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The ASEAN Ph.D. Fellowship by India: A Stride in the Right Direction

Oct 7, 2019


India’s primary, and by far its most significant aspect of soft power, lies in Indian literature and knowledge systems⁠—i.e., its education. It is in this context that the grant of one thousand integrated Ph.D. fellowships from the Government of India for students from the ASEAN (Association of Southeast Asian Nations) countries comes as an effective game changer in facilitating an important exchange with respect to education and culture.

India-ASEAN relations have been marked by the three pillars of Culture, Commerce and Connectivity. This significant policy to award Ph.D. scholarships in India’s leading universities, such as the Indian Institute of Technology (IIT), will strengthen these pillars.

India continues to support and enable education for several students from countries like Afghanistan and other Central Asian Countries, but this specific move to focus on students from the ASEAN is timely and welcome. India’s soft power relations with the ASEAN countries are civilizationally strong, and culture and education are two pivotal soft power tools.

The kind of exposure from which the students of ASEAN will benefit due to studying in some of the top universities in India cannot be measured in words. Due to this visionary step, these students have the potential to go on to become goodwill ambassadors for India after the completion of their Ph.D. and in whichever country they choose to pursue their careers.

This Ph.D. grant for ASEAN students provides an opportunity to fill that gap and advance India’s contribution to a very important global discourse, because it is education alone which has the power to influence the future.

It is absolutely apt for India to make this move as the nation has much to contribute to the global discourse on education. The science of Indian literature and its various facets have not been studied in depth at international universities as they should. This Ph.D. grant for ASEAN students provides an opportunity to fill that gap and advance India’s contribution to a very important global discourse, because it is education alone which has the power to influence the future.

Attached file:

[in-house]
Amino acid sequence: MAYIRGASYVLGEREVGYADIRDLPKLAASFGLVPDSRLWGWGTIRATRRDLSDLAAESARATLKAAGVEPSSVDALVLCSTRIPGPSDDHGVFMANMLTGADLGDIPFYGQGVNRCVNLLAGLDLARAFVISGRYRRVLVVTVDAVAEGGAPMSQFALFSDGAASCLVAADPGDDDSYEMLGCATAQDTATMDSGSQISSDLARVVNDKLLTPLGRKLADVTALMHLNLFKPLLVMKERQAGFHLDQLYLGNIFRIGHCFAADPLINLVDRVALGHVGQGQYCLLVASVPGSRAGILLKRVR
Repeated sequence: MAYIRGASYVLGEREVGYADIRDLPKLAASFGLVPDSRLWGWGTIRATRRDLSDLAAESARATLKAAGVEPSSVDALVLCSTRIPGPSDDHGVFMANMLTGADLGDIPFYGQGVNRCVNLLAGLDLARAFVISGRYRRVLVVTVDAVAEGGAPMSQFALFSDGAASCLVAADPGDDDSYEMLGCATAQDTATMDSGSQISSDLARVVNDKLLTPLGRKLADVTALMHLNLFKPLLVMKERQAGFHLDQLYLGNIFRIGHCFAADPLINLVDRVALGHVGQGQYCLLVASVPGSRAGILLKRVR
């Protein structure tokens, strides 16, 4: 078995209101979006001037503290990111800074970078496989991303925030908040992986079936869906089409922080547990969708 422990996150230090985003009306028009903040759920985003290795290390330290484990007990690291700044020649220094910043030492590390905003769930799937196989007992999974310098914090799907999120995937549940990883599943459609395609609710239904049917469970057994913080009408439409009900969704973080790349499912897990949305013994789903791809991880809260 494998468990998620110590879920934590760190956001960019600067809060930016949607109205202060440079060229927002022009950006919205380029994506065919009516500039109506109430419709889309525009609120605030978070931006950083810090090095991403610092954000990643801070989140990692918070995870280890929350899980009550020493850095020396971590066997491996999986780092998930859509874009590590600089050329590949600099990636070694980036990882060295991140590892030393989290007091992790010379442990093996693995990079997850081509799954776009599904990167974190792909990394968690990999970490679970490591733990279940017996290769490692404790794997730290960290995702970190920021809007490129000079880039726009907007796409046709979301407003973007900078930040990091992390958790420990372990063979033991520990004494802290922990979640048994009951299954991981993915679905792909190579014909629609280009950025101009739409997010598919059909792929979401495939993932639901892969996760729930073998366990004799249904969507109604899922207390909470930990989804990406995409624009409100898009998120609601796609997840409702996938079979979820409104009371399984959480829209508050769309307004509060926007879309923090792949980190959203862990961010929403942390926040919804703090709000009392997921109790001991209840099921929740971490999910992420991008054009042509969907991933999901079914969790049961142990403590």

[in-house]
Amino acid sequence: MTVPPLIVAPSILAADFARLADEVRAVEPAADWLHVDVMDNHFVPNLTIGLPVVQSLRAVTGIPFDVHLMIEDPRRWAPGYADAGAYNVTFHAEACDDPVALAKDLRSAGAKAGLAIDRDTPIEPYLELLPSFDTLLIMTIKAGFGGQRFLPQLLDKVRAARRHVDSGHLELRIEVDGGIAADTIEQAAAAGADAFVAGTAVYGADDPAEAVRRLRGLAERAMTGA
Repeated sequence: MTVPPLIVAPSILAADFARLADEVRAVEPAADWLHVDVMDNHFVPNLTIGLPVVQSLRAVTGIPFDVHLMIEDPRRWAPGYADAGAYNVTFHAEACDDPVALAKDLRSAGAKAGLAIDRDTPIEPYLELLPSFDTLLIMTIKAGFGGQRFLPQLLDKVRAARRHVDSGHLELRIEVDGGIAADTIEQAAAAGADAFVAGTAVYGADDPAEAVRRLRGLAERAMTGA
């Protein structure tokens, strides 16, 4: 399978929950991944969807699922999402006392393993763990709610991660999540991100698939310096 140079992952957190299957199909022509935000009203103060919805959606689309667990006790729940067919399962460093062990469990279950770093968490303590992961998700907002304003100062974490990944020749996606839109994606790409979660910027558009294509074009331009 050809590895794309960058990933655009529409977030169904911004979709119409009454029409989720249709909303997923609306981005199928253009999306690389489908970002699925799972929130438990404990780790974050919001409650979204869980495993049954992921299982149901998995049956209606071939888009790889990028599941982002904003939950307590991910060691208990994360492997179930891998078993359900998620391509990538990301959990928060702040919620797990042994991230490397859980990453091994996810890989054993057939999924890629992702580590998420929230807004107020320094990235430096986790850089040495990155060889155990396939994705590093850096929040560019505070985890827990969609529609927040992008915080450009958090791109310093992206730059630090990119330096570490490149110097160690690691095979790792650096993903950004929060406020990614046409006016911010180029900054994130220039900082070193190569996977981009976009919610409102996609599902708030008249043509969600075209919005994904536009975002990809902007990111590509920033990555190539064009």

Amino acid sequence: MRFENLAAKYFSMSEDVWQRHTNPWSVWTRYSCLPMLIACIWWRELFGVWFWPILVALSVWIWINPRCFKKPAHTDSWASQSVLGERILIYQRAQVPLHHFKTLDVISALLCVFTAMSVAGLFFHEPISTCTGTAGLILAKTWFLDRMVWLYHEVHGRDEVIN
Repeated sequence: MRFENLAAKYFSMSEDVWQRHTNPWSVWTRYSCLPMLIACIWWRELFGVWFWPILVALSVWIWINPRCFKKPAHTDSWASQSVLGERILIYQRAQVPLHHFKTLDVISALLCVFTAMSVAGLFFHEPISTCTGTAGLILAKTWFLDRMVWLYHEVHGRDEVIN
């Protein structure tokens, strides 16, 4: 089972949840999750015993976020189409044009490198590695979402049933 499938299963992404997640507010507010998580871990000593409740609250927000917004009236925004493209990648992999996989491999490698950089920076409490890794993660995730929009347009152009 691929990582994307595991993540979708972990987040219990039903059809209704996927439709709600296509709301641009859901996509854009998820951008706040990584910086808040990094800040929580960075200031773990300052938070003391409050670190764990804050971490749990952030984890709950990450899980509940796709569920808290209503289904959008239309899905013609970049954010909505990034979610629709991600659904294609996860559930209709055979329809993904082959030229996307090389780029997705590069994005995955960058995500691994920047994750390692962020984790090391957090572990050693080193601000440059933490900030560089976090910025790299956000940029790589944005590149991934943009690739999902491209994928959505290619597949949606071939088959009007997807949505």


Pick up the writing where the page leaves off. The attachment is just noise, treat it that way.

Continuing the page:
In all his meetings, conferences, lectures and talks, Babasaheb Dr. B.R. Ambedkar, the architect of India’s constitution, consistently encouraged youth to acquire an education and seek empowerment, and he has not been alone in his efforts. India’s contribution to education in and through Savitribai Phule remains unparalleled. Savitribai Phule not only fought for education rights for girls but also for the right to dignity for widows. She was the first female teacher of the first women’s school in India.

Savitribai often communicated through her poems. In 1854, she published a collection of her poems that emphasized the eternal significance of education. The following is a stanza from one of her legendary poems called "Go, Get Education" that aptly captures her vision and imagination for the weak and the downtrodden:

 Go, Get Education

Be self-reliant, be industrious,

Work⁠—gather wisdom and riches,

All gets lost without knowledge,

We become animal without wisdom,

Sit idle no more, go, get education,

End misery of the oppressed and forsaken,

You´ve got a golden chance to learn,

So learn and break the chains of caste.